Vertical office and commercial space, a prerequisite to balance a municipality’s tax base and for attracting major city-building employers (while also helping curb urban sprawl), is another missing component in Brampton’s downtown, unlike in nearby cities such as Markham, Vaughan and Mississauga, where builders are all too happy to help satisfy the demand for commercial, office, and residential high-rise buildings in the booming 905.
Decades went by as development stagnated in downtown Brampton, while other municipalities jumped ahead with multi-storey buildings glistening in the sun.
“So they fought for a hundred years to get the channel; now, we are trying to get funding to redo the channel so that we can develop that area a lot nicer, to modernize it,” Collie says, decrying the slow pace of development in the community. “We’re stuck in the early ’60s right now.”
Free from floodplain restrictions, Mississauga’s Square One neighbourhood, once a mall surrounded by acres of vacant agricultural land, now has a constantly rising skyline that can already be spotted from Toronto. Brampton’s neighbour to the south has seen a similar population growth of 10 percent, but housing stock is catching up to meet demand. Condo developments such as Absolute World, more colloquially known as the Marilyn Monroe towers, are an iconic feature of the city.
The massive, eight-tower M City development on 15 acres of land soon to be constructed in the heart of downtown Mississauga by Rogers Real Estate Development Ltd. (a company controlled by the family that runs the Canadian telecom giant of the same name, which has owned the property in central Mississauga for decades) is just one of a number of high-rise projects being planned in the city’s downtown area. It will feature an 81-storey condo tower that will easily eclipse the height of every other building in the city, and become one of the tallest structures in the GTA.
In the next decade and a half the City of Mississauga has stated that $40 to $45 billion of new construction investment will occur in the municipality, much of it in the city-centre area, just to the south of Brampton.
Critics here decry lost opportunities worth billions of dollars, while surrounding cities capitalize on them as Brampton continues to struggle with its unresolved floodplain issues.
For residential intensification to occur as envisioned by the province’s long-term anti-sprawl plan, the floodplain designation needs to be removed so developers can have a freer hand at turning downtown into a more vibrant live-work community.
It was not until 2011 that the city attempted to clear the hurdles necessary to remove the floodplain designation. The City of Brampton’s Comprehensive Flood Risk and Management Analysis of the Special Policy Area provided an overview of what needed to be done to lift the designation. Some recommendations include recognizing that the bypass is a means to reduce the impact of a potential one-in-350-years storm on downtown, and pursuing technical solutions for eliminating flood risk entirely downtown.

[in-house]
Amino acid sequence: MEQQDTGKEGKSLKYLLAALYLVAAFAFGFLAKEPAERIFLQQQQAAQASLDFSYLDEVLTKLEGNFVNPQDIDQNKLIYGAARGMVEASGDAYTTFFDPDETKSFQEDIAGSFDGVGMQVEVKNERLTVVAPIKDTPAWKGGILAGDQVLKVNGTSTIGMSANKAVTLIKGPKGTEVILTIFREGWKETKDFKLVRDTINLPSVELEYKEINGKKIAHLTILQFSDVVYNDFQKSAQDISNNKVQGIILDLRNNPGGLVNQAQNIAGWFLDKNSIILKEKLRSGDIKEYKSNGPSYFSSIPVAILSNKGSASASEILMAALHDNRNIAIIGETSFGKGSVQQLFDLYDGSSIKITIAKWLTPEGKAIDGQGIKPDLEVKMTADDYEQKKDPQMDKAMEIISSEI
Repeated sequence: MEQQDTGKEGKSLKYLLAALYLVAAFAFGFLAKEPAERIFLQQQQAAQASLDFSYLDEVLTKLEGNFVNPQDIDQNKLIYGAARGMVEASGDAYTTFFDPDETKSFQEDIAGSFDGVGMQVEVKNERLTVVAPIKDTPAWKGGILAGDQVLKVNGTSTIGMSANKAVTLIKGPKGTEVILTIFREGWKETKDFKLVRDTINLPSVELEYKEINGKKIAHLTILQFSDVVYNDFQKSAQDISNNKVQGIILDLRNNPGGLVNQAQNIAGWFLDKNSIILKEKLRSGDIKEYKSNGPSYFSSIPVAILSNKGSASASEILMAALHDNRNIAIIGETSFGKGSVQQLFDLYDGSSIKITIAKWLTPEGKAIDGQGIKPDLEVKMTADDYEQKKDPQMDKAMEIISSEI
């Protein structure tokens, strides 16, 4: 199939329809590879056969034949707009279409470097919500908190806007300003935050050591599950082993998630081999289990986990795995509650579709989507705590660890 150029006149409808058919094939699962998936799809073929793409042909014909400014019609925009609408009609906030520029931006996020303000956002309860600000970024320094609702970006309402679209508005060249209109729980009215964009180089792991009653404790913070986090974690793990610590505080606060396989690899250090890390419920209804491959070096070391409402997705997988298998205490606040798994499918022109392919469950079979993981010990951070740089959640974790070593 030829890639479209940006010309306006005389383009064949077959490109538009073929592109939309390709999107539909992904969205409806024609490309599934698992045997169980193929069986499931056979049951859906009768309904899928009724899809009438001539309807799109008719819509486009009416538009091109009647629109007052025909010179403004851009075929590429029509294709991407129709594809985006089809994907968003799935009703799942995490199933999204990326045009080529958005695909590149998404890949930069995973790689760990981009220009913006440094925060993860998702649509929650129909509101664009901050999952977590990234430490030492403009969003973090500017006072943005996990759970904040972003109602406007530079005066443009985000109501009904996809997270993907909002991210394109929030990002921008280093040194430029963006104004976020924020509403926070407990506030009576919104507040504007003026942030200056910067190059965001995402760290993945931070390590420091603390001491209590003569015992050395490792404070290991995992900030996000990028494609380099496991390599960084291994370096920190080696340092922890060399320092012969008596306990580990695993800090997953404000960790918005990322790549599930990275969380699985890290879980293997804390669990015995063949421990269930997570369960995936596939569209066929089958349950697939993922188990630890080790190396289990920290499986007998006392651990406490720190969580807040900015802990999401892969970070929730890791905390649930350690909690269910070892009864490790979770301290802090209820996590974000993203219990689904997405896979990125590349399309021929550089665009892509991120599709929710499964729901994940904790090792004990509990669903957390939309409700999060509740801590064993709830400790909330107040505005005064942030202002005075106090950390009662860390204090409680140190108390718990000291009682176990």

The nascent Riverwalk project is the city’s effort to eliminate the floodplain distinction, while simultaneously turning the channel into an attractive location for recreation.
“I believe that the idea of Riverwalk has been kicking around for 20 years or so. Many, many councils have fought about it,” said Laurian Farrell, an engineer at the City of Brampton and a senior manager of environment.
The bypass channel served as a relief valve for flooding for decades, but it’s out of date. For many years, the conservation authority and the city clashed over direly needed upgrades that would have cost roughly $300 million, money the cash-strapped city cannot afford.
According to the 2012 Downtown Brampton Flood Protection Feasibility Study, the channel can withstand a one-in-350-years storm, but only barely. It is, however, woefully unequipped to handle a huge regional storm (like another Hurricane Hazel), that could dump enough rain in a short period to produce one to three metres of flooding.
The Pointer attempted to reach out to the TRCA, over a two-week period, for comment about the delay in upgrades as well as involvement in the Riverwalk project, but the authority did not respond.
Asked why it took so long for a project with the obvious benefits of Riverwalk to get underway, Farrell said it was a matter of getting all the parties on the same page. “To do such large-scale infrastructure projects, often a lot of stars have to align, and it's just a really good time right now to pursue this objective more aggressively.”
The City of Winnipeg offers a prime example of how to quickly and proactively pursue protection from inundation. The Red River Floodway arcs around the eastern side of the city, providing a safety valve when rising waters choke the Red and Assiniboine rivers, which meander right through its heart. It has saved Winnipeg from numerous spring-thaw floods since its completion in 1968.
Winnipeggers at the time of its construction were none too impressed with the project. According to an essay on the floodway titled Duff’s Ditch: the origins, constructions and impact of the Red River Floodway, opponents saw it “as a monumental, and potentially ruinous, waste of money.” Residents began to derisively refer to the floodway as Duff’s Ditch, after then-premier Dufferin Roblin, who championed its construction.
All criticisms of the floodway were put to bed in 1979, when water in the amount of 42,000 cubic feet per second was diverted through the floodway, preventing major devastation in the city. It was again put to the test during the “flood of the century” in 1997. At Grand Forks, N.D., a city about 230 km upstream from Winnipeg on the Red River, the river crested at 54 feet. Winnipeg was spared, thanks to the floodway.